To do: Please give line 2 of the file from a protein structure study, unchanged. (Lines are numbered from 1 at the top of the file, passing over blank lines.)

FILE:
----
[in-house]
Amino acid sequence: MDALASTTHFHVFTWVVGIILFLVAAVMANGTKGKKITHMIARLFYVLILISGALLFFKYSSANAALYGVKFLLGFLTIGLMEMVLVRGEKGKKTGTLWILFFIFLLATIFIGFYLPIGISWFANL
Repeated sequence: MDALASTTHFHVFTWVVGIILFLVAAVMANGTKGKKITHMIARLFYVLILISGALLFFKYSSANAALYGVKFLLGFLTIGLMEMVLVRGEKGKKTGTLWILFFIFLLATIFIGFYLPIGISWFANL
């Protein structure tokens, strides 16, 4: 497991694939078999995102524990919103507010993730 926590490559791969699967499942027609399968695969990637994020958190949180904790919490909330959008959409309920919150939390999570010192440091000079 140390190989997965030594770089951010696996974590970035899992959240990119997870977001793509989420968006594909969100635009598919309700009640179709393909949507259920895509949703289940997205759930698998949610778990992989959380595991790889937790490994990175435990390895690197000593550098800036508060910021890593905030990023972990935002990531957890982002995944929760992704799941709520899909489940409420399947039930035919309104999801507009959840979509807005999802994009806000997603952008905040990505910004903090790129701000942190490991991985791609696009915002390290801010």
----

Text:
Amino acid sequence: MDALASTTHFHVFTWVVGIILFLVAAVMANGTKGKKITHMIARLFYVLILISGALLFFKYSSANAALYGVKFLLGFLTIGLMEMVLVRGEKGKKTGTLWILFFIFLLATIFIGFYLPIGISWFANL